Are Tiny Homes Worth It?
Tiny homes could save you hundreds of thousands of dollars, but are they worth it?
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I have a handful of friends who’ve mentioned to me that they’d love to live in a van.
Perhaps that’s because I’m millennial-aged, as are my friends, and I’m also from the Pacific Northwest, where you might expect more people to be interested in trends such as “van-living.”
In fact, I knew one couple close to my age that were actually living in a van for a while, and while I admired them for their minimalist lifestyle, I didn’t really get it. I didn’t understand the appeal of living in a small space without a shower and other amenities, among other things. It seemed inconvenient and unenjoyable.
But then I found myself doing some research on tiny homes recently, and I noticed that my sentiments were changing. I was beginning to understand and appreciate a minimal lifestyle facilitated by a small living space — the opportunity to save money and downsize began to sound better than making a massive down payment on a traditional home that could take me decades to pay off.
I still don’t think I’d want to live in a van — but a tiny house? I think I could get in on that trend.
I’m not the only one intrigued by tiny homes. According to a recent survey conducted by Fidelity National Financial, 56% of Americans say that they’d live in a tiny home. The data from this same survey also tells us that 86% of first-time home buyers would consider buying a tiny home to save money and avoid getting a traditional mortgage.
If that isn’t enough to convince you that there is a growing interest in downsizing, embracing minimalism, and living in a small space, even Elon Musk, the richest man in the world, was rumored to be living in a tiny home.
So what is it about tiny homes that is turning so many heads?
Affordability is the biggest draw, especially in a market that continues to see rising home prices. But even if you can save a substantial amount of money, are tiny homes worth it?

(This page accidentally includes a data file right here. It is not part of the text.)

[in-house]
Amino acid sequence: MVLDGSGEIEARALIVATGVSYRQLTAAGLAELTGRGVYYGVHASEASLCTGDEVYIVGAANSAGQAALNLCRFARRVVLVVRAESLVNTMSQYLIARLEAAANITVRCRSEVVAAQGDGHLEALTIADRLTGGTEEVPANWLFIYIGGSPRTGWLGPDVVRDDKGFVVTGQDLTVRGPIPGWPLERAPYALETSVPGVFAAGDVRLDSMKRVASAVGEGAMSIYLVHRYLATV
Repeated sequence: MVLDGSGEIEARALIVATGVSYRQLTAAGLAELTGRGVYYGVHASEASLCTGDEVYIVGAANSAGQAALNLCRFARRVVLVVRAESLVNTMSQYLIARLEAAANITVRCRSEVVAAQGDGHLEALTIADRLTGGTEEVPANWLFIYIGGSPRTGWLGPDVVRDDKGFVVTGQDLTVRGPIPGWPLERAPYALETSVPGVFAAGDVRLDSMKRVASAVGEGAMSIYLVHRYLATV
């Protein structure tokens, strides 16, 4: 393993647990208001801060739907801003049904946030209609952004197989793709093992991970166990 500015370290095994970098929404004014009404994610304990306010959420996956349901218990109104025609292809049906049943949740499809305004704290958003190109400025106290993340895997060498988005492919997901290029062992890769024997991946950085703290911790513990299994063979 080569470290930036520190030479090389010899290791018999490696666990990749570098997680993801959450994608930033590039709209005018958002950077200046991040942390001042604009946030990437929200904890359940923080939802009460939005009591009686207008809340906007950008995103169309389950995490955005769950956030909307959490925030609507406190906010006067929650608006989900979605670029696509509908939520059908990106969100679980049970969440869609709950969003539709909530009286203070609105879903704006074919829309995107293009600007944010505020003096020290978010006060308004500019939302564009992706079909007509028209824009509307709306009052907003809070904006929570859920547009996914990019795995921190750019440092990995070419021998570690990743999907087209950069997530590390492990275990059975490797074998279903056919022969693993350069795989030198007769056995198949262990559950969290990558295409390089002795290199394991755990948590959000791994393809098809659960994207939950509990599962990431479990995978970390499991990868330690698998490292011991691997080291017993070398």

What are tiny homes?
To help guide you in the process of determining if a tiny home is worth it or not, it’s important to understand what a tiny home is.
Inherent in the name, tiny homes are tiny — typically ranging from 100 to 600 square feet, depending on your preference.
While a 400-square-foot tiny home is much less than even a quarter the size of a traditional single-family home, tiny homes are extremely customizable and can be outfitted with amenities, such as a shower, toilet, dishwasher, washing machine, etc.
Tiny homes can be used as a primary or secondary living space, but they can also serve as rental spaces or accessory dwelling units (ADUs) which could help you generate some extra income.
Knowing how you’ll be using your tiny home — a primary living space, rental space, detached office, etc. — can be helpful in deciding which type of tiny home you’d like to buy or build.
There are a variety of tiny home types to choose from, ranging from a school bus to a treehouse or sailboat for the very adventurous. Or, if you want to keep it simple, mobile tiny homes that you can buy pre-built from a company like Tumbleweed or Mint are extremely popular.
Living in a school bus or your own tiny home in the forest may sound charming (and believe me, I find myself captivated by the spontaneous and carefree lifestyle that tiny homes display), but making the decision to adopt the “tiny” lifestyle is a big decision that includes a lot of moving parts.
For example, if you want to have a mobile tiny home you’ll have to find places where you can park. Or if you’re planning on building on a foundation, you’ll have to determine how you might hook up electricity, or tap into running water.
These are important considerations which might help you decide whether or not a tiny home is really worth it for you.
How much do tiny homes cost?
We already discussed how more than half of Americans say that they would consider living in a tiny home, but why would they consider the tiny lifestyle in the first place?
The answer can be boiled down to two things — affordability and a desire for flexibility, especially now that the COVID-19 pandemic has dramatically increased the number of people who are working remotely.
A tiny home can cost anywhere from $30,000 to $180,000, significantly lower than the average traditional home price of nearly $380,000 (not to mention highly populated/high demand areas where home prices can shoot up into million dollar territory).
Let’s face it, buying a house today is a huge and expensive investment; an investment that may not be realistic for many Americans. So why wouldn’t you consider a tiny home that could save you hundreds of thousands of dollars?